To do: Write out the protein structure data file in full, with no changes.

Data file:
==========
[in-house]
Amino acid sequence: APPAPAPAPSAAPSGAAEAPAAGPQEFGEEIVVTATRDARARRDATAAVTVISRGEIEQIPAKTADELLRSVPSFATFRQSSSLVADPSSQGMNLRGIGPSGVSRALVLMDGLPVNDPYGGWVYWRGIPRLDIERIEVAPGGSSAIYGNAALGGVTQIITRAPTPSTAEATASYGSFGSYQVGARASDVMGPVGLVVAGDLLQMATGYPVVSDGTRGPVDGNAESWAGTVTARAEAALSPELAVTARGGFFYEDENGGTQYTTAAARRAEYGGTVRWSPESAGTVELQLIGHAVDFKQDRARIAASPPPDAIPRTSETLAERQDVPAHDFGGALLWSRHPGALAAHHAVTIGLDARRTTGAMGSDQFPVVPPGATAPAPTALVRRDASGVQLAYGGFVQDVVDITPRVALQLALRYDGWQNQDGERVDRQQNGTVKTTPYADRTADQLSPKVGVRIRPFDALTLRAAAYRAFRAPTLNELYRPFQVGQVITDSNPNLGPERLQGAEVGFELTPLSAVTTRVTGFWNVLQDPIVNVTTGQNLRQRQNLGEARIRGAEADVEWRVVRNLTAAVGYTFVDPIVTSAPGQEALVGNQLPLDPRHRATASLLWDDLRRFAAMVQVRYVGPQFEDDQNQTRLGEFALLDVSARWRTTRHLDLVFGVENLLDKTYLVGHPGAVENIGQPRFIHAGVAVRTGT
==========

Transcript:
[in-house]
Amino acid sequence: APPAPAPAPSAAPSGAAEAPAAGPQEFGEEIVVTATRDARARRDATAAVTVISRGEIEQIPAKTADELLRSVPSFATFRQSSSLVADPSSQGMNLRGIGPSGVSRALVLMDGLPVNDPYGGWVYWRGIPRLDIERIEVAPGGSSAIYGNAALGGVTQIITRAPTPSTAEATASYGSFGSYQVGARASDVMGPVGLVVAGDLLQMATGYPVVSDGTRGPVDGNAESWAGTVTARAEAALSPELAVTARGGFFYEDENGGTQYTTAAARRAEYGGTVRWSPESAGTVELQLIGHAVDFKQDRARIAASPPPDAIPRTSETLAERQDVPAHDFGGALLWSRHPGALAAHHAVTIGLDARRTTGAMGSDQFPVVPPGATAPAPTALVRRDASGVQLAYGGFVQDVVDITPRVALQLALRYDGWQNQDGERVDRQQNGTVKTTPYADRTADQLSPKVGVRIRPFDALTLRAAAYRAFRAPTLNELYRPFQVGQVITDSNPNLGPERLQGAEVGFELTPLSAVTTRVTGFWNVLQDPIVNVTTGQNLRQRQNLGEARIRGAEADVEWRVVRNLTAAVGYTFVDPIVTSAPGQEALVGNQLPLDPRHRATASLLWDDLRRFAAMVQVRYVGPQFEDDQNQTRLGEFALLDVSARWRTTRHLDLVFGVENLLDKTYLVGHPGAVENIGQPRFIHAGVAVRTGT